Update: the same unfortunate smell association occurs on repeat wearings. Not for me.
The initial experience for me was green and spicy. The hemlock came through beautifully, would that it had stayed. It turned acrid in the dry down - too much cedar and grass oil and reminded me of a number of awful men's scents from the 1980s.
I would give this an A for effort, but like Jayne's Tolu, I'd send the perfumer back to the lab to re-work it to something unique and definitely better.
In both Tolu and O. Woman, I like the notes selected and the "idea" of their combination, but find the end result not up to par.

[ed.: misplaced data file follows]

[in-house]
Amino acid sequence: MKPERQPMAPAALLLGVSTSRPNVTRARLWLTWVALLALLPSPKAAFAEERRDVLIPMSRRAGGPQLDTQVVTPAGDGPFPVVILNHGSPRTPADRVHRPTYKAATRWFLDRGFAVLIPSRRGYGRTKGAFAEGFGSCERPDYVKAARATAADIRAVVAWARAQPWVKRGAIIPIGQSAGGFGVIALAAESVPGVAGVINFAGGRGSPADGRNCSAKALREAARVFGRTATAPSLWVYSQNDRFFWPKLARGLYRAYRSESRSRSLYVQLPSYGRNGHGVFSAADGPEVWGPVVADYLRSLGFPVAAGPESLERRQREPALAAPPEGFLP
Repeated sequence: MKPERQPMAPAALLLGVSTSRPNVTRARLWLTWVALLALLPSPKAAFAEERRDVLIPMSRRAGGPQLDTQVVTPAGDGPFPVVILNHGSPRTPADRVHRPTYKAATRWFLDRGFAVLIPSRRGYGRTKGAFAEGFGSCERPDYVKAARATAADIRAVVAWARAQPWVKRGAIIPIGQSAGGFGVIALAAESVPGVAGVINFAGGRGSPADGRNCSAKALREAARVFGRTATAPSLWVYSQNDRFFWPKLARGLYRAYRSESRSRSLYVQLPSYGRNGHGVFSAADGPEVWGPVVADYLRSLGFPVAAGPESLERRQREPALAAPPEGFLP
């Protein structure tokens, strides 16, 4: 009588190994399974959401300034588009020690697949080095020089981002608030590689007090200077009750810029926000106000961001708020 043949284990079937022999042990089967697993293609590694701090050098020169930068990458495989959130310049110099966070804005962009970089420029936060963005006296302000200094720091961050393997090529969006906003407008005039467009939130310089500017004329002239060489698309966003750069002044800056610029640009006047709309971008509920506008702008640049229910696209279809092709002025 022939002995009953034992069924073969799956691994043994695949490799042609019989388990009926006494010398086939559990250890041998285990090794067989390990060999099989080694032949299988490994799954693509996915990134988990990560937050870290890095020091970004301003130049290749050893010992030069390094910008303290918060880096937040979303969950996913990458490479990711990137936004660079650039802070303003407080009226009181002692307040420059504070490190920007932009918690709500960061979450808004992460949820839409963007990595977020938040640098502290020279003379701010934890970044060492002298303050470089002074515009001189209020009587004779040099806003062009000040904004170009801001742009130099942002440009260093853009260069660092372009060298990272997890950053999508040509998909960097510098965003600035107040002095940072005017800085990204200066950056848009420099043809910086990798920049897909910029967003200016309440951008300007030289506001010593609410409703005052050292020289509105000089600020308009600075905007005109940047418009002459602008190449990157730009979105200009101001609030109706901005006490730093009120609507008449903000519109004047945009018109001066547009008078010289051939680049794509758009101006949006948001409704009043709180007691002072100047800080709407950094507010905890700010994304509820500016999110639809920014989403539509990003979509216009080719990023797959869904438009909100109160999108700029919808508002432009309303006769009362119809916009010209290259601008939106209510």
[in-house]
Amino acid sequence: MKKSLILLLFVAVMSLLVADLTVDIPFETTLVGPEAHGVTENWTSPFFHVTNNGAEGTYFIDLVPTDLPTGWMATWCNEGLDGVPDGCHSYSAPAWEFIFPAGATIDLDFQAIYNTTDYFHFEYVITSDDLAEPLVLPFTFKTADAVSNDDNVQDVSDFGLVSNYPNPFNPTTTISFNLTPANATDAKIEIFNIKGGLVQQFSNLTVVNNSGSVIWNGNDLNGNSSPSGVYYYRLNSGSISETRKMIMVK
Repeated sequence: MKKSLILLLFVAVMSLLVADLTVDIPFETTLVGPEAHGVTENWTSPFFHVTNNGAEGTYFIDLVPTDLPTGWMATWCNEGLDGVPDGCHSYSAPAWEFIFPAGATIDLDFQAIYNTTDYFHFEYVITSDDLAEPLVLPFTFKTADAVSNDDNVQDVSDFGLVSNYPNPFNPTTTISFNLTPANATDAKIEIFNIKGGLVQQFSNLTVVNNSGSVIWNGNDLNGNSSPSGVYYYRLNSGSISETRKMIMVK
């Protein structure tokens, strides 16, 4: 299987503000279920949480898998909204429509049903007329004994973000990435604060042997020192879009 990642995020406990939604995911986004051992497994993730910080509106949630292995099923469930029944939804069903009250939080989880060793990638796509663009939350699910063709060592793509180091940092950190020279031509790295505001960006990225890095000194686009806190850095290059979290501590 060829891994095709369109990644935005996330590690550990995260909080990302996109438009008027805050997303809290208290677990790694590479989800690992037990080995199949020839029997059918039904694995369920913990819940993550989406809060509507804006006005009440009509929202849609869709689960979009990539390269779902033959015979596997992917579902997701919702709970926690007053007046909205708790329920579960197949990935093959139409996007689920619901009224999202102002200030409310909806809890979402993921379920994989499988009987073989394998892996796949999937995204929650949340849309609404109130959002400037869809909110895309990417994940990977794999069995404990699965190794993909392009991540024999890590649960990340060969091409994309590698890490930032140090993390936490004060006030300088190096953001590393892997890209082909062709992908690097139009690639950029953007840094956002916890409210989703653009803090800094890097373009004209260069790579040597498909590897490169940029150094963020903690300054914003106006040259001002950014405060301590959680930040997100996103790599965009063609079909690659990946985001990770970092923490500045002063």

Perhaps my sample, although labeled Ormonde Jayne Woman, is actually something else. I have never experienced such a divergence from other reviews as I have with this scent. Upon opening the sample vials (edp and extrait) I smell . . . . . nothing. Absolutely nothing. On my skin it does bloom and increases in strength for hours and hours but never becomes a sillage bomb. However, I get no green, no musty mysterious bitterness, no challenging medicinal brew. I get sweet, then I get sweeter, and then I get sweetest. It is actually very much like Amouage Jubilation 25 for women but without any of the interesting skank. Boring and disappointing. I will give it full marks for the apparent quality of the ingredients. It does smell natural but not particularly expensive, altlhough it is. Maybe I should order the sample set from the website because I can't wrap my head around how something could be quite this different. Oh well, more money for my my wallet which will, in itself, be a unique experience!